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  1.  10
    "Life" in John Williams's Stoner.Emily Abdeni-Holman - 2021 - Philosophy and Literature 45 (1):138-156.
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  2.  8
    Aristophanes's Hiccups and Erotic Impotence.Don Adams - 2021 - Philosophy and Literature 45 (1):17-33.
  3.  3
    Modernist Sense of the End and Postmodernist Illusion of the End.Rizwan Saeed Ahmed & Akhtar Aziz - 2021 - Philosophy and Literature 45 (1):121-137.
  4.  3
    The Dance of the Semantic Phoenix: Autopoietic Systems of Meaning in Finnegans Wake.Andrew J. Ball - 2021 - Philosophy and Literature 45 (1):172-184.
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  5.  11
    What is a Life?Brett Bourbon - 2021 - Philosophy and Literature 45 (1):211-223.
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  6.  7
    Activism Via Inaction (Wu Wei): Oscar Wilde's Interpretation and Appropriation of Chuang Tzu.Qi Chen - 2021 - Philosophy and Literature 45 (1):103-120.
  7.  8
    Ivan Ilych and Autobiographical Despair.Christopher Cowley - 2021 - Philosophy and Literature 45 (1):199-210.
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  8.  6
    What is Authorial Intention?John Farrell - 2021 - Philosophy and Literature 45 (1):55-70.
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  9.  4
    Cognitive Bias and Narrative Credibility in Proust.Darci L. Gardner - 2021 - Philosophy and Literature 45 (1):1-16.
  10.  6
    A New Theory of Tragic Catharsis.Roy Glassberg - 2021 - Philosophy and Literature 45 (1):249-252.
    Aristotle's Poetics has come down to us in a form that is fragmented and incomplete. For example, its famous definition of tragedy begins by stating that it is a summation of what has come before:Let us now discuss Tragedy, resuming its formal definition, as resulting from what has been already said. Tragedy, then, is an imitation of an action that is serious, complete, and of a certain magnitude; in language embellished with each kind of artistic ornament, the several kinds being (...)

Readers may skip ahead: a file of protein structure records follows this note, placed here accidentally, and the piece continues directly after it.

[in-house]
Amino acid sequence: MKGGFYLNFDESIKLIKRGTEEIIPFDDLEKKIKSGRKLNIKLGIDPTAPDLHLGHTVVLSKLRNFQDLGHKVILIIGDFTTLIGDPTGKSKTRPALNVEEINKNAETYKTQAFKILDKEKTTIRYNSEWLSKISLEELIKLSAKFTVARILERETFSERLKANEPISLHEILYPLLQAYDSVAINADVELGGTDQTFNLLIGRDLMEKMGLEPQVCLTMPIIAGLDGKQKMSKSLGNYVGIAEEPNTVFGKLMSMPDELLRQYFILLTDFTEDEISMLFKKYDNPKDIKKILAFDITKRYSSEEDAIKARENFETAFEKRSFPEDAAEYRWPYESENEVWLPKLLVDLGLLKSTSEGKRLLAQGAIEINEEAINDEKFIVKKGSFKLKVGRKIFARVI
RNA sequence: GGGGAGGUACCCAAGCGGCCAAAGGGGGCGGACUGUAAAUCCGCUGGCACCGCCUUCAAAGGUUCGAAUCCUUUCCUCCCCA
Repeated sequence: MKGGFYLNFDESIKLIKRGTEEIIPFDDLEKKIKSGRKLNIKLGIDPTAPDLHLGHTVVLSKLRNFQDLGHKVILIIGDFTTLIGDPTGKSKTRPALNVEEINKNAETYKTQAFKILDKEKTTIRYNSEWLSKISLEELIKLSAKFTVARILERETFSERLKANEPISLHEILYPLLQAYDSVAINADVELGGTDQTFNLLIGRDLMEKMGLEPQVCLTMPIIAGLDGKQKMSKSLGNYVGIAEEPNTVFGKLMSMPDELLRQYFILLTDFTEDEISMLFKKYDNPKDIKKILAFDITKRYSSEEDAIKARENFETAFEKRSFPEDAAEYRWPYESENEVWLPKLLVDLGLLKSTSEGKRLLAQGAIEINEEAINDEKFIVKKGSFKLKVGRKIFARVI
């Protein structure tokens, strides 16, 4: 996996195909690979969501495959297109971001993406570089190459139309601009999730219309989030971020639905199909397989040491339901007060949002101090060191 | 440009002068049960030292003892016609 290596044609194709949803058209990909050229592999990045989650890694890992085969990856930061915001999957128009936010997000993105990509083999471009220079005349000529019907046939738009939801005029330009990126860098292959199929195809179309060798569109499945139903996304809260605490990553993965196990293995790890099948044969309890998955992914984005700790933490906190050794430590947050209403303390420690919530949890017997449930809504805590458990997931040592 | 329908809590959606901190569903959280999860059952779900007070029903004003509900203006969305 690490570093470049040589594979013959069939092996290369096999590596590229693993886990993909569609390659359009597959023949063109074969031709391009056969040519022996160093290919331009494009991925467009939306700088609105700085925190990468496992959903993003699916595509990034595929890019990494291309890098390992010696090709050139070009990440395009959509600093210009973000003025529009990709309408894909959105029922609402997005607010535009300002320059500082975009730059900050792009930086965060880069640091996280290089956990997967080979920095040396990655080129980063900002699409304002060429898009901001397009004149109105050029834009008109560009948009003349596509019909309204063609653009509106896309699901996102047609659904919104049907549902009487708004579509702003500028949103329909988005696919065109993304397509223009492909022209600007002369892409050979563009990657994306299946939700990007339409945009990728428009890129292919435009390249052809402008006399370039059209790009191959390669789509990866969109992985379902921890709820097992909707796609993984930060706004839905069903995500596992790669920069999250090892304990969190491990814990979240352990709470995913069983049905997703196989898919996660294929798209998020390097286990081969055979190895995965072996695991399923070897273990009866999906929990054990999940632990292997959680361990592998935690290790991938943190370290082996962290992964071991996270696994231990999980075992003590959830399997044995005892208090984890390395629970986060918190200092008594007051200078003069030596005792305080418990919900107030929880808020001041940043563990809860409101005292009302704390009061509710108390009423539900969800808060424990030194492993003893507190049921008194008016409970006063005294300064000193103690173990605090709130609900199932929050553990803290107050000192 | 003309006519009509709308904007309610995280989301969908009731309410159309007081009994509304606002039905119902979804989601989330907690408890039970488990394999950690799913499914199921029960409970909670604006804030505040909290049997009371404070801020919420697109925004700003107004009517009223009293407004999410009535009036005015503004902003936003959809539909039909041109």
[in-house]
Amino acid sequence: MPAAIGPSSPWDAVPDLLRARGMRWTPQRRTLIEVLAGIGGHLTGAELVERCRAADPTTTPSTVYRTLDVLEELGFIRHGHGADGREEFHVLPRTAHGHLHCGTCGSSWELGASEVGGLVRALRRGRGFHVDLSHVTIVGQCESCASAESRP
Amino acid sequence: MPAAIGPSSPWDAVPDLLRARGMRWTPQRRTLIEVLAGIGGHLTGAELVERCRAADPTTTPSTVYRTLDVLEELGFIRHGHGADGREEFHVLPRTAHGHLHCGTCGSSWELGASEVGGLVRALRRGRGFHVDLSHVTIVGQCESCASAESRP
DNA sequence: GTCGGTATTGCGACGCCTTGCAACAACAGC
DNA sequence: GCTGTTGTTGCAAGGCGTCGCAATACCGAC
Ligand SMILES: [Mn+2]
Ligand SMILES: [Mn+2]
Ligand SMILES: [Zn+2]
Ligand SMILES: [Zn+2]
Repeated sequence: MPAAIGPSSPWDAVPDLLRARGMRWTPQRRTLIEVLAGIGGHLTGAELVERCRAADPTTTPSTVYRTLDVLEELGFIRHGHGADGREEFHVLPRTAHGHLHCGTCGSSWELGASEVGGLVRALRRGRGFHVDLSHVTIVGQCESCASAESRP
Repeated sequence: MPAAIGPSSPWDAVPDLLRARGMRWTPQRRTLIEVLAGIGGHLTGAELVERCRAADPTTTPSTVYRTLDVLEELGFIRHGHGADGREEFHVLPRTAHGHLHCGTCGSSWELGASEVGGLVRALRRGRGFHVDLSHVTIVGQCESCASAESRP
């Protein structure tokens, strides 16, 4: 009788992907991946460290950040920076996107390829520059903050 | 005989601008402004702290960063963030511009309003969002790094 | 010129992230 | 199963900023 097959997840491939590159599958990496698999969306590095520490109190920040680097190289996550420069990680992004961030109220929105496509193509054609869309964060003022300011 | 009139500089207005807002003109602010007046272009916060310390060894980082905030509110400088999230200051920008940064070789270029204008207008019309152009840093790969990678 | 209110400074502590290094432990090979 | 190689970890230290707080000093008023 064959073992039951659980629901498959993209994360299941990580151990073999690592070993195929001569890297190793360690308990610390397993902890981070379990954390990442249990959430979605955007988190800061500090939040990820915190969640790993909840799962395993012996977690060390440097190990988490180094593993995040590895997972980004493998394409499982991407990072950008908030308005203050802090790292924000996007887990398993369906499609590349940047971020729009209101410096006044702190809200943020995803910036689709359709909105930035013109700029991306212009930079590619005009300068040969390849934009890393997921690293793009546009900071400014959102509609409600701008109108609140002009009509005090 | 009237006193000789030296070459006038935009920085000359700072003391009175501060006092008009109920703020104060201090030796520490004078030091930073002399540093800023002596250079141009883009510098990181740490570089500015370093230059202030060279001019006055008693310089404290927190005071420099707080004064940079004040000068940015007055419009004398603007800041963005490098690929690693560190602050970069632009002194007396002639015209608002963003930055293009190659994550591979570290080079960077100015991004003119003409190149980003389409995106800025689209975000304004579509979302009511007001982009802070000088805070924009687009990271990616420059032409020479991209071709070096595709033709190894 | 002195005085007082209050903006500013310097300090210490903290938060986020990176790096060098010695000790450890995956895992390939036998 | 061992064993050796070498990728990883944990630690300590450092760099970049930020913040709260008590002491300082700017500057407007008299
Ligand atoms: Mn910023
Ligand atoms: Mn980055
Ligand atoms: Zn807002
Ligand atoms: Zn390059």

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  11.  5
    Sara Lidman's Secular Reading of Original Sin.Nora Hämäläinen - 2021 - Philosophy and Literature 45 (1):88-102.
  12.  4
    Theory of Mind and Experimental Autobiography: Alain Robbe-Grillet and Assia Djebar.Michaela Hulstyn - 2021 - Philosophy and Literature 45 (1):185-198.
  13.  9
    Lyric Self-Fashioning: Sonnet 35 as Formal Model.Joshua Landy - 2021 - Philosophy and Literature 45 (1):224-248.
    Each of us is not just a set of actions, experiences, and plans but also a set of traits, capacities, and attitudes; we are as much our character as our life. And while story form can help unify a messy life, when it comes to a messy character, we may need something like the form of a poem. Could we model our self-conception, then, on a work like Sonnet 35? In finding deep-going unity—and even bittersweet beauty—beneath surface-level ambivalence, Sonnet 35 (...)